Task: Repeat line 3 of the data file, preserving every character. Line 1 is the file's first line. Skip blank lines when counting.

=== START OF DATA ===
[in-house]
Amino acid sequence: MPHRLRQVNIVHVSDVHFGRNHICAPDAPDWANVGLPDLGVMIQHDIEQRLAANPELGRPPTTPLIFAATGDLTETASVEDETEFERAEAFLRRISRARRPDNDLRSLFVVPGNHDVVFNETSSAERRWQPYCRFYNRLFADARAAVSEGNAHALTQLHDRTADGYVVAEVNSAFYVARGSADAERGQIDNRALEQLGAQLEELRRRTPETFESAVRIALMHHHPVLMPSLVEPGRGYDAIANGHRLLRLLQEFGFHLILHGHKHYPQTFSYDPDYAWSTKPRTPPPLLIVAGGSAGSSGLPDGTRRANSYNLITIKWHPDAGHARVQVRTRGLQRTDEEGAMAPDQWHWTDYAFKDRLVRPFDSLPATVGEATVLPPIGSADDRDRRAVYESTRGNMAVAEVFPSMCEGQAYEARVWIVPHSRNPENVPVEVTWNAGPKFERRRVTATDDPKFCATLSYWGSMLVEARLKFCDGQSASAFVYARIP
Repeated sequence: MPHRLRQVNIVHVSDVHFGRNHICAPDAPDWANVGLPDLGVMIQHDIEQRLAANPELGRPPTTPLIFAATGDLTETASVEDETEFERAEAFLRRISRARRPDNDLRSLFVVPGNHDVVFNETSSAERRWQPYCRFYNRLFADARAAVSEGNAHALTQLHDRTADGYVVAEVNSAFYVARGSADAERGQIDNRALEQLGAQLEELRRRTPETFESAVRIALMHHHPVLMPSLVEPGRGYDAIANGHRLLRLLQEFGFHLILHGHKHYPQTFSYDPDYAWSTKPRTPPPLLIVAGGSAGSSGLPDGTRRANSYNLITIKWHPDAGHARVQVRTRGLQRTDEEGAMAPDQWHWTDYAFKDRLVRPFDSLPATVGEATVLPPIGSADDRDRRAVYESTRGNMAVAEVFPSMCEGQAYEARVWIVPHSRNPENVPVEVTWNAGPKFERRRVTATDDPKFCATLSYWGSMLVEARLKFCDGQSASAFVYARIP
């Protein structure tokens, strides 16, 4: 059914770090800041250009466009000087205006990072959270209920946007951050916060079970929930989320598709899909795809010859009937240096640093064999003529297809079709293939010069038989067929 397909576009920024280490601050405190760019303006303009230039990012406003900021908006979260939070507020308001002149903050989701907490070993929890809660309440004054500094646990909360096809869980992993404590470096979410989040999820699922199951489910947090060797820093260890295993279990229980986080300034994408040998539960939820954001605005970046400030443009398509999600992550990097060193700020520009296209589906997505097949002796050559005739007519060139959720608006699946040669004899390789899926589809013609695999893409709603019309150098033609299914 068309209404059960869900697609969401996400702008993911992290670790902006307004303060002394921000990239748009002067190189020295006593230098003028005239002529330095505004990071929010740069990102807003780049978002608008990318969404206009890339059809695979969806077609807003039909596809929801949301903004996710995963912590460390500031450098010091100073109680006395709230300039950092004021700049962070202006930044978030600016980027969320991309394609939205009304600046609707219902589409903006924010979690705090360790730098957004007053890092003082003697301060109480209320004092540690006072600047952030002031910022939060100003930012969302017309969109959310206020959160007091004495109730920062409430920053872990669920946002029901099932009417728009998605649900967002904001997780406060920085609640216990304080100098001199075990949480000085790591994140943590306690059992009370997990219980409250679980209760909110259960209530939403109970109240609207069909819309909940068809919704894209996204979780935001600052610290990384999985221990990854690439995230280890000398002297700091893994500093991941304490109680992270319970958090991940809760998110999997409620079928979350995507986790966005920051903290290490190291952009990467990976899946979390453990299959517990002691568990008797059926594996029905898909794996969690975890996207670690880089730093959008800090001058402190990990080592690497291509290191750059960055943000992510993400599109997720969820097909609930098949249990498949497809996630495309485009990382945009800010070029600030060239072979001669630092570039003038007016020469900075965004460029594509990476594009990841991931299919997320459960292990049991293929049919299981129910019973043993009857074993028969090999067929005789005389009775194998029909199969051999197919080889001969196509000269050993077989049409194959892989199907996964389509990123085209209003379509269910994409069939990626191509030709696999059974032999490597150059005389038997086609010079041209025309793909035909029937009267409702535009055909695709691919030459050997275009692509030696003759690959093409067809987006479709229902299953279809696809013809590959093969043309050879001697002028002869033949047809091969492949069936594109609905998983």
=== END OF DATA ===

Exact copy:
Repeated sequence: MPHRLRQVNIVHVSDVHFGRNHICAPDAPDWANVGLPDLGVMIQHDIEQRLAANPELGRPPTTPLIFAATGDLTETASVEDETEFERAEAFLRRISRARRPDNDLRSLFVVPGNHDVVFNETSSAERRWQPYCRFYNRLFADARAAVSEGNAHALTQLHDRTADGYVVAEVNSAFYVARGSADAERGQIDNRALEQLGAQLEELRRRTPETFESAVRIALMHHHPVLMPSLVEPGRGYDAIANGHRLLRLLQEFGFHLILHGHKHYPQTFSYDPDYAWSTKPRTPPPLLIVAGGSAGSSGLPDGTRRANSYNLITIKWHPDAGHARVQVRTRGLQRTDEEGAMAPDQWHWTDYAFKDRLVRPFDSLPATVGEATVLPPIGSADDRDRRAVYESTRGNMAVAEVFPSMCEGQAYEARVWIVPHSRNPENVPVEVTWNAGPKFERRRVTATDDPKFCATLSYWGSMLVEARLKFCDGQSASAFVYARIP